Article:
Internal Labor skulduggery would be an outside risk, but Rudd’s Rules put an institutional plank under Labor prime ministers these days.
When a leader prioritises singing to the choir it is a symptom of leadership decline, and usually also ends up being a cause. That makes it difficult to see Peter Dutton lasting until 2025. Perhaps his best chance of contesting the next election as leader is if Albanese is foolish enough to, as some contemplate, call an early one off the back of a successful referendum.
Hot off the presses — in for a penny, in for a pound — he’s appointed the combative Jacinta Nampijinpa Price to replace Liberal Julian Leeser in the shadow Indigenous Australians portfolio. While Leeser’s other portfolio, attorney-general, has gone to Liberal Michaelia Cash, this represents an improvement in the Nationals’ front bench representation. Nats, whoever they are, don’t get a vote in the Liberal leadership.
And what of the referendum itself? The Yes case is lumbered with the reality that Albanese is not a details man. During a constitutional referendum the attorney-general is normally the go-to minister for curly questions; on this occasion it’s Indigenous Australians minister Linda Burney, who is no lawyer. Both Albanese and Burney have made misstatements requiring backtracking, and are likely to make more.
The nitpicking, the “gotchas,” are only getting started. “If you don’t know, vote No” is the standard theme against any political change, even if it’s not always an official slogan. Mounting the case for change is challenging, even in government.
I’ve generally been pessimistic about the Voice’s chances, but am slightly less so after Aston. Referendums can be a chance for some voters to deliver a kicking to a government, so the apparent absence of such an anti-Labor dynamic in Aston can’t be ignored.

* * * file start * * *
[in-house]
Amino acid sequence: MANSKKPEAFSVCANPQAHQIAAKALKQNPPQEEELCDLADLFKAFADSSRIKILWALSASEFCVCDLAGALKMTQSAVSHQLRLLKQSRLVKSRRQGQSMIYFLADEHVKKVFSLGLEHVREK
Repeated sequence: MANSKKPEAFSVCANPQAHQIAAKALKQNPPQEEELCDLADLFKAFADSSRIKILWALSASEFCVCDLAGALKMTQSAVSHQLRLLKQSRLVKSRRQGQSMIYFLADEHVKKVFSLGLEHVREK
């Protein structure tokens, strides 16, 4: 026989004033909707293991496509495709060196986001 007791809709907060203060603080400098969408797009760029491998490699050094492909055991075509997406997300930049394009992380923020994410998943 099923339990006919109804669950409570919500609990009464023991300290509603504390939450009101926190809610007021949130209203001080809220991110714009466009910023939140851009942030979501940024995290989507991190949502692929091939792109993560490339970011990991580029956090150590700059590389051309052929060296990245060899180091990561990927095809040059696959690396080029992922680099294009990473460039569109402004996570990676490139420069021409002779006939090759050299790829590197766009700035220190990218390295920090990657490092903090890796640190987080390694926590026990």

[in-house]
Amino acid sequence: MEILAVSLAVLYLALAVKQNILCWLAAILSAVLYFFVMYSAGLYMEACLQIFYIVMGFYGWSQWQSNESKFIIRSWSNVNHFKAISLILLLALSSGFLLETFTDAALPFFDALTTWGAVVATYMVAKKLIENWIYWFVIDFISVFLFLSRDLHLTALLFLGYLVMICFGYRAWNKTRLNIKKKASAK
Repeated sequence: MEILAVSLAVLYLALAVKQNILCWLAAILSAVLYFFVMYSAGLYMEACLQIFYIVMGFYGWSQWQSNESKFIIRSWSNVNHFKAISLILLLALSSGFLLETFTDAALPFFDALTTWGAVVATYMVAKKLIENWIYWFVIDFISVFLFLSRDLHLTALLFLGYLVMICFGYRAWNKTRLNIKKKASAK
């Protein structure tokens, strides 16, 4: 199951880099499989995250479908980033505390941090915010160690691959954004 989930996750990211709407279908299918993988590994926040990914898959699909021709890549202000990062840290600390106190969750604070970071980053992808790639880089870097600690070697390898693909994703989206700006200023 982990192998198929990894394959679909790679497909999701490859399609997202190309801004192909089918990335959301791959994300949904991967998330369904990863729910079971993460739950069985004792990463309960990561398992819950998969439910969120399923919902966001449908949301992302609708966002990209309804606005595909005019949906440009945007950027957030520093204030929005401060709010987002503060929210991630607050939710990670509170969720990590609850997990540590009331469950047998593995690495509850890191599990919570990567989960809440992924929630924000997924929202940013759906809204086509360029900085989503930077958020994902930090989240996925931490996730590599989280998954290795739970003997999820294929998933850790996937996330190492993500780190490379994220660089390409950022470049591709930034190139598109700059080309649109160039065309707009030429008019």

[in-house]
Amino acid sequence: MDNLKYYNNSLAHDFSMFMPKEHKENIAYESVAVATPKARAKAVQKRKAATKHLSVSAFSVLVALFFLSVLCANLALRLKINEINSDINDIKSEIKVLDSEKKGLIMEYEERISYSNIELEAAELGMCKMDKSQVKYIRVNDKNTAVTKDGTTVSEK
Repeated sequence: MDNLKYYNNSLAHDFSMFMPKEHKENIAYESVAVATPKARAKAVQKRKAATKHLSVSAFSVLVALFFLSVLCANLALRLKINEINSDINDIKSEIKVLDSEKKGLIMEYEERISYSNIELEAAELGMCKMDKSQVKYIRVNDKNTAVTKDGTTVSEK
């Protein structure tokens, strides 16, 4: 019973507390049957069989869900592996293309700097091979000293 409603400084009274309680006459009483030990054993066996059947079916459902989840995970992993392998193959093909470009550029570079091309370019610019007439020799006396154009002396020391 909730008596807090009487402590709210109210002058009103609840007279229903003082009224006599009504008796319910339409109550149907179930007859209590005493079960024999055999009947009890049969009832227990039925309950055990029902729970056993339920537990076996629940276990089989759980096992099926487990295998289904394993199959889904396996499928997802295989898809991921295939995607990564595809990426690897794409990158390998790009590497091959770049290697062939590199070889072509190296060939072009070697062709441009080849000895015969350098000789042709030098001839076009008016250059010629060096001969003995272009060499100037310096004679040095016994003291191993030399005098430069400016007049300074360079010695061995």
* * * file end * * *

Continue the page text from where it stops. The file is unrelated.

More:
Nor can the incompetence of the No campaign. The proposal to hold another referendum to recognise immigrants as well as Indigenous Australians is a doozy, creating a target where none was needed. It also eliminates what has historically been a key substructure of No cases: that this whole exercise is a waste of money by a self-indulgent government. Warren Mundine himself was running the price-tag line only days before his second-referendum brainwave.
The public face of Recognise a Better Way is also very last century; did I actually hear former Nationals leader John Anderson recently intoning about “intelligent Aborigines” in a radio interview?
Every state premier and territory chief minister has announced in favour of Yes. The fact that Tasmania, whose vote has made the difference at three of the five “double majority” referendum failures, has a sympathetic Liberal government bodes well in the event of a close outcome. Ditto the fact that the high-profile Liberal member for Bass, Bridget Archer, will be campaigning Yes. (Is this combination of universal second-tier support and a lack of federal bipartisanship a first? Probably.)
The federal opposition leader doesn’t enjoy wide appeal. The campaigning on Alice Springs crime, like John Howard’s 2007 Northern Territory intervention, is at its heart designed to kindle fear of Aborigines “out of control.” It has a limited constituency, and voter cynicism about such tactics abounds.
One day Mundine will be interrogated about his “recognise immigrants” plan. (Like, what constitutes an immigrant?) Other prominent figures on the No side, Pauline Hanson and Tony Abbott, are niche products. (Of the No campaigners, John Howard is probably the only one the Yes camp would love to have onside.) Meanwhile the opinion polls continue to show majority support in every state. (Even the recent Newspoll, once you eliminate undecideds.)
But there’s still six months to go. And it’s a Labor government referendum held in the teeth of federal opposition. Historically, these are very, very difficult obstacles to overcome. •